Professor Edward Aspinall
BA (Jurisprudence) (Adelaide), BA (Hons) (Sydney), PhD (ANU)
Edward Aspinall is a specialist of the politics of Southeast Asia, especially Indonesia. His interest in the study of politics, especially Southeast Asian politics, began when he lived in Malang, East Java, as a teenager. After studying Indonesian language and politics at high school and university, he completed his PhD at the ANU in 2000 on the topic of opposition movements and democratisation in Indonesia.
After that, he researched a range of topics related to Indonesian democratisation and civil society, especially the separatist conflict in Aceh. His current research interests include ongoing research on Indonesian national politics. In particular, he is engaged as an Australian Research Council Future Fellow in a study on the role of ethnicity in everyday politics in Indonesia.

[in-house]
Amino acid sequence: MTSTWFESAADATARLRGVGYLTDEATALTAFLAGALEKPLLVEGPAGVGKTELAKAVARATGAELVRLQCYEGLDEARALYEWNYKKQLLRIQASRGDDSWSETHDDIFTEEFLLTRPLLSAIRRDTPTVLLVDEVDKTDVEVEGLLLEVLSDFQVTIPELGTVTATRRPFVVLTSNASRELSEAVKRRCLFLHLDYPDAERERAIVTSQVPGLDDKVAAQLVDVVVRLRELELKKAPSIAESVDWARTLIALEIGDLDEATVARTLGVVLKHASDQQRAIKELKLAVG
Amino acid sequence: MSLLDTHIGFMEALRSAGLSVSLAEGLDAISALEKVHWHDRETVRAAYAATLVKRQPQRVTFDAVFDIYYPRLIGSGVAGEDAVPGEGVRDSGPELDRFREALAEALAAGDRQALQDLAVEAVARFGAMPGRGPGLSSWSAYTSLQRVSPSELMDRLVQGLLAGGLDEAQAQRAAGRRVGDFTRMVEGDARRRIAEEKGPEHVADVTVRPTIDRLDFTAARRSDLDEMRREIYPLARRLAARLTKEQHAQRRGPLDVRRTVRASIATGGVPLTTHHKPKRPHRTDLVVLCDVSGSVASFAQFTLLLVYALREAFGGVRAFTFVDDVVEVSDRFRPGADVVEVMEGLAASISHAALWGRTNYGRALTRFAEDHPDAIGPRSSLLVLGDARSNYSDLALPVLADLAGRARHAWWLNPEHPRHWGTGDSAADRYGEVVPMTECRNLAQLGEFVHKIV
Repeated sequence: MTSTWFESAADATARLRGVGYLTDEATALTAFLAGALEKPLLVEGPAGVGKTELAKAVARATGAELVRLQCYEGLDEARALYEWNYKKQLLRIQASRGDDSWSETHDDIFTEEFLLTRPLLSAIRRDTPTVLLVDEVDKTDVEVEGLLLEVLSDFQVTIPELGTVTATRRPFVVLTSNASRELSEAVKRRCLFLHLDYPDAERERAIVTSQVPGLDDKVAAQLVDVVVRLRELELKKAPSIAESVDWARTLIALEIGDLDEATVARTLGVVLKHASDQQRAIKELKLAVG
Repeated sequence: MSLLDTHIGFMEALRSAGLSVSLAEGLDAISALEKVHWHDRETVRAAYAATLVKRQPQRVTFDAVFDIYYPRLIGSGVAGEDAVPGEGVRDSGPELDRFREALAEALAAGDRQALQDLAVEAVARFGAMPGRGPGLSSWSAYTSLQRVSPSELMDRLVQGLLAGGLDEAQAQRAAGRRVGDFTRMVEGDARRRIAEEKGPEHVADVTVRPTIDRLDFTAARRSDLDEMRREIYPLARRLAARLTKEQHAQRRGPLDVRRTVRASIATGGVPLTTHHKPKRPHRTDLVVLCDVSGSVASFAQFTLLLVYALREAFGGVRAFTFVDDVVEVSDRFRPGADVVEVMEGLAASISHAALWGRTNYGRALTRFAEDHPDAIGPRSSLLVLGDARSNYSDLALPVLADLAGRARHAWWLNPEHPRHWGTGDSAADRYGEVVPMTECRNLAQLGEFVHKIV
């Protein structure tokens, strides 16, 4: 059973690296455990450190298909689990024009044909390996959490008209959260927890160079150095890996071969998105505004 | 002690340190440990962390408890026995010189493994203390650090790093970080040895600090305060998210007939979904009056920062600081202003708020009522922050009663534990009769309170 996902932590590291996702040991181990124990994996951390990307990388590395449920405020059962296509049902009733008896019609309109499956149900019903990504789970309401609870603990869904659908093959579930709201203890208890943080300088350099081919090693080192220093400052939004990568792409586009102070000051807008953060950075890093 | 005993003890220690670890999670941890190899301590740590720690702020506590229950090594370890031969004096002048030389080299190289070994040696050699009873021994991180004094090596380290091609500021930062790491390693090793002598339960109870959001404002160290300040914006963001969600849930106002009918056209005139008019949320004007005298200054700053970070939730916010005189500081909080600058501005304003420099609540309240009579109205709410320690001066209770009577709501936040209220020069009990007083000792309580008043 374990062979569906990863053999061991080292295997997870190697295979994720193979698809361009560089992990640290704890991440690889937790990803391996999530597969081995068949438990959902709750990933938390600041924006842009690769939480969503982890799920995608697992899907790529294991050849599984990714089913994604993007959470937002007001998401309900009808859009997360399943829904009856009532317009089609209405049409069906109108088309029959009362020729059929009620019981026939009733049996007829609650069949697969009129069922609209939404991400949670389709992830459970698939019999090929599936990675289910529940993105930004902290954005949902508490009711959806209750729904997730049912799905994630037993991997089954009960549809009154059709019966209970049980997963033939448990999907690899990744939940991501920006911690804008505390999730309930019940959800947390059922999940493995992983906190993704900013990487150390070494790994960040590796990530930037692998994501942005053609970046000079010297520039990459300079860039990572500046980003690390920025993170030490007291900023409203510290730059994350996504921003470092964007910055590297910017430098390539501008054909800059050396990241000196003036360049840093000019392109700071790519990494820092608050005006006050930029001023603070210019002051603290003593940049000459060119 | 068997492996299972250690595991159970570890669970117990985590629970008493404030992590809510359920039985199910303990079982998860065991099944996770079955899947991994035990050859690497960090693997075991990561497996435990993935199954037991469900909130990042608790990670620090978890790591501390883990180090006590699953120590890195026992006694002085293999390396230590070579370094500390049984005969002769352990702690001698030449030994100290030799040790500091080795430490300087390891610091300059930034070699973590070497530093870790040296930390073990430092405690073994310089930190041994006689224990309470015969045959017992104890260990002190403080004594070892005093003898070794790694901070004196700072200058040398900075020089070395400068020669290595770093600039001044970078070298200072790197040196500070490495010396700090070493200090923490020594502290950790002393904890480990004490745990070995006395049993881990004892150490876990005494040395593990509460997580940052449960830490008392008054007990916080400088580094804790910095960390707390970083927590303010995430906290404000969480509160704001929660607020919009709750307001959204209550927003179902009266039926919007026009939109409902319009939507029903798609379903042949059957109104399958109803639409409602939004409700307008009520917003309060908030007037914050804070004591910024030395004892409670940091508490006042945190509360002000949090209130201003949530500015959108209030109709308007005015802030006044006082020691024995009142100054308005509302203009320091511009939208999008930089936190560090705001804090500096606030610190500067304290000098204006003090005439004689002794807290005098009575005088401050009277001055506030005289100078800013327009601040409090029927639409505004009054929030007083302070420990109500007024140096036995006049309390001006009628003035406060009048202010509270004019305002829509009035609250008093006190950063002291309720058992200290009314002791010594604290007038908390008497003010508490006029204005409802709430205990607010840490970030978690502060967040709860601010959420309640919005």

He is also part of a multi-country study on ‘money politics’ in Southeast Asia, looking at the role of patronage, vote buying, clientelism and related phenomena.
The extent to which local governments either facilitate or frustrate the delivery of public services is a critical issue in the rapidly growing urban centres of Asia.
On 19 April, the residents of Jakarta – Indonesia’s sprawling capital – will go to the polls in an election that presents an unusually stark choice between religious solidarity and government
A new book by Ed Aspinall, Marcus Mietzner and Dirk Tomsa assesses the presidency of Indonesia's Susilo Bambang Yudhoyono.